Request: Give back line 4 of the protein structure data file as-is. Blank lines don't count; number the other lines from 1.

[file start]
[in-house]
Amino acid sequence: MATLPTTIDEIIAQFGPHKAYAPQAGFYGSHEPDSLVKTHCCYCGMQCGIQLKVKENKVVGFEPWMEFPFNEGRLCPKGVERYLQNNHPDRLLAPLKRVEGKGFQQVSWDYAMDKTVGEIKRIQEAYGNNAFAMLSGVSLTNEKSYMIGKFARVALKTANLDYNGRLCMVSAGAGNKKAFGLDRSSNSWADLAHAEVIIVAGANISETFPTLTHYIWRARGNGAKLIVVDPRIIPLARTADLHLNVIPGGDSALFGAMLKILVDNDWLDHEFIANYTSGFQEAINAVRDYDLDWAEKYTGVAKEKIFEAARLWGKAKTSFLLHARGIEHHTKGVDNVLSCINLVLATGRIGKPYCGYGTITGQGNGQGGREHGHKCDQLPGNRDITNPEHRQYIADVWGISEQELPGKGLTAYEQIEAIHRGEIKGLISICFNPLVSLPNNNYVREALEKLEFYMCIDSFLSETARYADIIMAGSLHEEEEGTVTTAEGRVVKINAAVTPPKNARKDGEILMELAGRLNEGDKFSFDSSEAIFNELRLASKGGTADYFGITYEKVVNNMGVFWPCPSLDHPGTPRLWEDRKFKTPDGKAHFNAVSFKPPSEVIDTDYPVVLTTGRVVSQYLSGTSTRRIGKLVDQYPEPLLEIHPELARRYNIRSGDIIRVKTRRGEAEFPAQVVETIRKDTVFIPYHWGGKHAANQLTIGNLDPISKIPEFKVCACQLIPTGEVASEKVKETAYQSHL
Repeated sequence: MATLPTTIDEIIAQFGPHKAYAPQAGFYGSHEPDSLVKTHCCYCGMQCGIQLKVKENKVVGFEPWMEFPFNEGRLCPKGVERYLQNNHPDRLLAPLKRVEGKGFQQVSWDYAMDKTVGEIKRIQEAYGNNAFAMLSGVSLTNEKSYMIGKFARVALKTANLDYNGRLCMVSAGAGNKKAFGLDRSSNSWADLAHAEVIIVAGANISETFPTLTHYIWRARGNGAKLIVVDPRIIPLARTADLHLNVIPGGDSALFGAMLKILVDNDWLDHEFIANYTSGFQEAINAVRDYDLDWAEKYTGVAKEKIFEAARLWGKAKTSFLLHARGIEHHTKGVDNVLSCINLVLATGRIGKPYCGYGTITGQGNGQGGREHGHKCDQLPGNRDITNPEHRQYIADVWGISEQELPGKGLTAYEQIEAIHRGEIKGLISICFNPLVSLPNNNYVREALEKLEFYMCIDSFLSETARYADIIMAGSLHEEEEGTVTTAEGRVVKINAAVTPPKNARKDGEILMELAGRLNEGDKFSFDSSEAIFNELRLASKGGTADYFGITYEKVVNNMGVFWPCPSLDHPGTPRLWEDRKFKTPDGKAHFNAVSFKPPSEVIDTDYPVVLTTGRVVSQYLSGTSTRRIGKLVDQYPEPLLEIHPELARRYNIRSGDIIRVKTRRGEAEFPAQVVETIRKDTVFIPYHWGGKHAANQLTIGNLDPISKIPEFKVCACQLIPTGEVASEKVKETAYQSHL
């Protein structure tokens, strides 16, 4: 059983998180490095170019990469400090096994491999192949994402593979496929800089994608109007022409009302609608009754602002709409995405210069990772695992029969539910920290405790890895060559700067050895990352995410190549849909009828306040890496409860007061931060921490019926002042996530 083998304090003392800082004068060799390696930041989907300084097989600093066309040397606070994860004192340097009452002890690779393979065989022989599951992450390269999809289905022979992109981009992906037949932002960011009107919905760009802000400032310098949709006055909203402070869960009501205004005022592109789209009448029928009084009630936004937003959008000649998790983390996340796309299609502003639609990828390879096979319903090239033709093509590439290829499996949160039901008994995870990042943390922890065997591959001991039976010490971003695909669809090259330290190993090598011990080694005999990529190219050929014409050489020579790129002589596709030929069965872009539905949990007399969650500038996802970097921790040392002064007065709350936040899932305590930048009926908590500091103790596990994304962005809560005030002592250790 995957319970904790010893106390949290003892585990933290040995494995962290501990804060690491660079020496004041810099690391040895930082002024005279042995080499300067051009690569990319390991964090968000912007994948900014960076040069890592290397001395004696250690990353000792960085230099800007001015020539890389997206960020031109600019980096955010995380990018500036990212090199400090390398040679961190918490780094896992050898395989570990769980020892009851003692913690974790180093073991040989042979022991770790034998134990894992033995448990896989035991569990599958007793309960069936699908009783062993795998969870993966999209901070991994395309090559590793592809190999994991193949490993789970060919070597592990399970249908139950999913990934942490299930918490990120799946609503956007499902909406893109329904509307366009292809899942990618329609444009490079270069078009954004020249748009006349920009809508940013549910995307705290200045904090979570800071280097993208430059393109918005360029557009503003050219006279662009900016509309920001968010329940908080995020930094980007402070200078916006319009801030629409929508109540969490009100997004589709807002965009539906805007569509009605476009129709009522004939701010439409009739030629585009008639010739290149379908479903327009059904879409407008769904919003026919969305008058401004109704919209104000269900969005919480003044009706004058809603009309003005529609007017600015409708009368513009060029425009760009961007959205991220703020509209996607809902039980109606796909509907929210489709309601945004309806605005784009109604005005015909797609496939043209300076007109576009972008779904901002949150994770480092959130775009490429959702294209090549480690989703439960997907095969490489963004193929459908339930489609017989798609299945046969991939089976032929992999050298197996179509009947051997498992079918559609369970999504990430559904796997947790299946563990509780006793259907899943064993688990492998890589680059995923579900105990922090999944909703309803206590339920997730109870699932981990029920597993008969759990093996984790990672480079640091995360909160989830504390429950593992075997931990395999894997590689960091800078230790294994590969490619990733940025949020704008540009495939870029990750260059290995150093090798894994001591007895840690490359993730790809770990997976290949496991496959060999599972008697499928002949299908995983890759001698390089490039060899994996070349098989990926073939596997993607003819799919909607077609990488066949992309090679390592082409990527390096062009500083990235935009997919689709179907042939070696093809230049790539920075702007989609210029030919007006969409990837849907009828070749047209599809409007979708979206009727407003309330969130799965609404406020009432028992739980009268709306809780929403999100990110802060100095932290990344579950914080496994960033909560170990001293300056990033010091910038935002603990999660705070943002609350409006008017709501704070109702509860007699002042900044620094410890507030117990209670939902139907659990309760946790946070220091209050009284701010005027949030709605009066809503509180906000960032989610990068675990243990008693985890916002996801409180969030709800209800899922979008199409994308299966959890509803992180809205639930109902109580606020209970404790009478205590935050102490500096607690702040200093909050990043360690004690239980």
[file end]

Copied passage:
């Protein structure tokens, strides 16, 4: 059983998180490095170019990469400090096994491999192949994402593979496929800089994608109007022409009302609608009754602002709409995405210069990772695992029969539910920290405790890895060559700067050895990352995410190549849909009828306040890496409860007061931060921490019926002042996530 083998304090003392800082004068060799390696930041989907300084097989600093066309040397606070994860004192340097009452002890690779393979065989022989599951992450390269999809289905022979992109981009992906037949932002960011009107919905760009802000400032310098949709006055909203402070869960009501205004005022592109789209009448029928009084009630936004937003959008000649998790983390996340796309299609502003639609990828390879096979319903090239033709093509590439290829499996949160039901008994995870990042943390922890065997591959001991039976010490971003695909669809090259330290190993090598011990080694005999990529190219050929014409050489020579790129002589596709030929069965872009539905949990007399969650500038996802970097921790040392002064007065709350936040899932305590930048009926908590500091103790596990994304962005809560005030002592250790 995957319970904790010893106390949290003892585990933290040995494995962290501990804060690491660079020496004041810099690391040895930082002024005279042995080499300067051009690569990319390991964090968000912007994948900014960076040069890592290397001395004696250690990353000792960085230099800007001015020539890389997206960020031109600019980096955010995380990018500036990212090199400090390398040679961190918490780094896992050898395989570990769980020892009851003692913690974790180093073991040989042979022991770790034998134990894992033995448990896989035991569990599958007793309960069936699908009783062993795998969870993966999209901070991994395309090559590793592809190999994991193949490993789970060919070597592990399970249908139950999913990934942490299930918490990120799946609503956007499902909406893109329904509307366009292809899942990618329609444009490079270069078009954004020249748009006349920009809508940013549910995307705290200045904090979570800071280097993208430059393109918005360029557009503003050219006279662009900016509309920001968010329940908080995020930094980007402070200078916006319009801030629409929508109540969490009100997004589709807002965009539906805007569509009605476009129709009522004939701010439409009739030629585009008639010739290149379908479903327009059904879409407008769904919003026919969305008058401004109704919209104000269900969005919480003044009706004058809603009309003005529609007017600015409708009368513009060029425009760009961007959205991220703020509209996607809902039980109606796909509907929210489709309601945004309806605005784009109604005005015909797609496939043209300076007109576009972008779904901002949150994770480092959130775009490429959702294209090549480690989703439960997907095969490489963004193929459908339930489609017989798609299945046969991939089976032929992999050298197996179509009947051997498992079918559609369970999504990430559904796997947790299946563990509780006793259907899943064993688990492998890589680059995923579900105990922090999944909703309803206590339920997730109870699932981990029920597993008969759990093996984790990672480079640091995360909160989830504390429950593992075997931990395999894997590689960091800078230790294994590969490619990733940025949020704008540009495939870029990750260059290995150093090798894994001591007895840690490359993730790809770990997976290949496991496959060999599972008697499928002949299908995983890759001698390089490039060899994996070349098989990926073939596997993607003819799919909607077609990488066949992309090679390592082409990527390096062009500083990235935009997919689709179907042939070696093809230049790539920075702007989609210029030919007006969409990837849907009828070749047209599809409007979708979206009727407003309330969130799965609404406020009432028992739980009268709306809780929403999100990110802060100095932290990344579950914080496994960033909560170990001293300056990033010091910038935002603990999660705070943002609350409006008017709501704070109702509860007699002042900044620094410890507030117990209670939902139907659990309760946790946070220091209050009284701010005027949030709605009066809503509180906000960032989610990068675990243990008693985890916002996801409180969030709800209800899922979008199409994308299966959890509803992180809205639930109902109580606020209970404790009478205590935050102490500096607690702040200093909050990043360690004690239980």